Rock Crystal tells a simple story: two children, crossing a mountain range, become lost in the snow and are forced to spend a harrowing evening stranded on a glacier. The prose, beautifully translated by Elizabeth Mayer and Marianne Moore, is a marvel of compression and economy. Not a single word seems either out of place or extraneous. The structure of the story--best described, perhaps, as a novella--is as precise as a geometric pattern.As for deeper meaning, it is difficult to fully assess the totality of the work without giving away the ending (a sin blithely committed by W.H. Auden in his thoroughly mediocre introduction--DO NOT READ IT UNTIL YOU HAVE FINISHED THE BOOK!). Suffice it to say, it is a Christmas story as well as a fable. And, it is a story about the nature of community--the process by which outsiders become part of the whole. As is quickly evident from the many literati who have lavishly praised this book, there is a great deal moving under the surface of this relatively linear narrative.Above all, this is a remarkably written book that has the power to move you. A wonderful Christmas read.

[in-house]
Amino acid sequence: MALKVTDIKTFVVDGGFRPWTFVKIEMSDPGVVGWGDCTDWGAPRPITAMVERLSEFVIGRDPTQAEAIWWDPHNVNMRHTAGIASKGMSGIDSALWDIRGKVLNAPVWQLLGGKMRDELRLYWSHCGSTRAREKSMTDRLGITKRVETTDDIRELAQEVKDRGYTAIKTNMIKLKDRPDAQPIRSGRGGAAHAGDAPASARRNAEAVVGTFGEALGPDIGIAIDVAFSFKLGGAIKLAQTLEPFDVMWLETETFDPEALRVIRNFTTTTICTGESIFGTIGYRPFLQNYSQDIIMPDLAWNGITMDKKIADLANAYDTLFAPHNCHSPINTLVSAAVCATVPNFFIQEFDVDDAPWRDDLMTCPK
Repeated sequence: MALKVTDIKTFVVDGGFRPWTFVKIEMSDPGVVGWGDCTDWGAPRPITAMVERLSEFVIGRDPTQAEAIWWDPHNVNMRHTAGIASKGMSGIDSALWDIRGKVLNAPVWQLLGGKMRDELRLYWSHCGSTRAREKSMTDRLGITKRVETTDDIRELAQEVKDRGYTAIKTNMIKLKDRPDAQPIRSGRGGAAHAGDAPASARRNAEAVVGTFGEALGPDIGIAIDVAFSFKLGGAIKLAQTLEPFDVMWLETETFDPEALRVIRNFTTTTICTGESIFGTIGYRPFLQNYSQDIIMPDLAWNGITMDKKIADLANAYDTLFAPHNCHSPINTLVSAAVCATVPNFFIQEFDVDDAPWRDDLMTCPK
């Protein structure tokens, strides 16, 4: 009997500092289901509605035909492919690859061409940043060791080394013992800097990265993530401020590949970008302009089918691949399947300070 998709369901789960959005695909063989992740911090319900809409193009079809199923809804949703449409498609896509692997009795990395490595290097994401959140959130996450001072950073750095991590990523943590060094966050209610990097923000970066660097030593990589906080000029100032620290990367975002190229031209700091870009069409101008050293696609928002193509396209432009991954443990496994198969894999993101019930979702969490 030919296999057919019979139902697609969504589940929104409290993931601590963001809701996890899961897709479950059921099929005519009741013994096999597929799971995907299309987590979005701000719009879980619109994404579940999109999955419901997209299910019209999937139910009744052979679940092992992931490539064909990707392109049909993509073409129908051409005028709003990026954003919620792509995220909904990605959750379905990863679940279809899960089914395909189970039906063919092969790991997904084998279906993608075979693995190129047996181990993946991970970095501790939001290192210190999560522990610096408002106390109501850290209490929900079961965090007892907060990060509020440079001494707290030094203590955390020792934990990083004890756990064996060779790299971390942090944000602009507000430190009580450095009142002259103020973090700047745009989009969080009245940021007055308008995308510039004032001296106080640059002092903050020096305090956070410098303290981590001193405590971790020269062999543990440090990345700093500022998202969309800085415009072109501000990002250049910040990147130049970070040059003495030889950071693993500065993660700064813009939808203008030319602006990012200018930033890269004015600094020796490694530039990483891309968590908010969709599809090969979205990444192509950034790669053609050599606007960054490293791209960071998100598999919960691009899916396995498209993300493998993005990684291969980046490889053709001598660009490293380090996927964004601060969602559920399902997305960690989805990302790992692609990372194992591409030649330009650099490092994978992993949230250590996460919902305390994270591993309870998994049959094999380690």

Adalbert Stifter's Rock Crystal is a simple story almost a parable or a fairytale except that he spends so much time detailing the life and culture of the mountains. Stifter saves the story through is appreciation of the combined beauty and danger of nature (as expressed in the snow storm and the mountain pass). The moutain and the storm almost become characters in the story.I was also intrigued by the tension between the Catholicism of the villagers and a sense of the divine being dwarfed by nature and nature itself as the threat against human existence which seems more akin to the sense of nature in early Nordic sagas.I don't want to read too much into it since is is essentially a simple tale, but I liked it more than I anticipated. My only complaint is that one should wait to read the introduction by Auden until after reading the story since he gives the plot of the story almost immediately and it ruined the sense of discovery I might have otherwise felt about the story.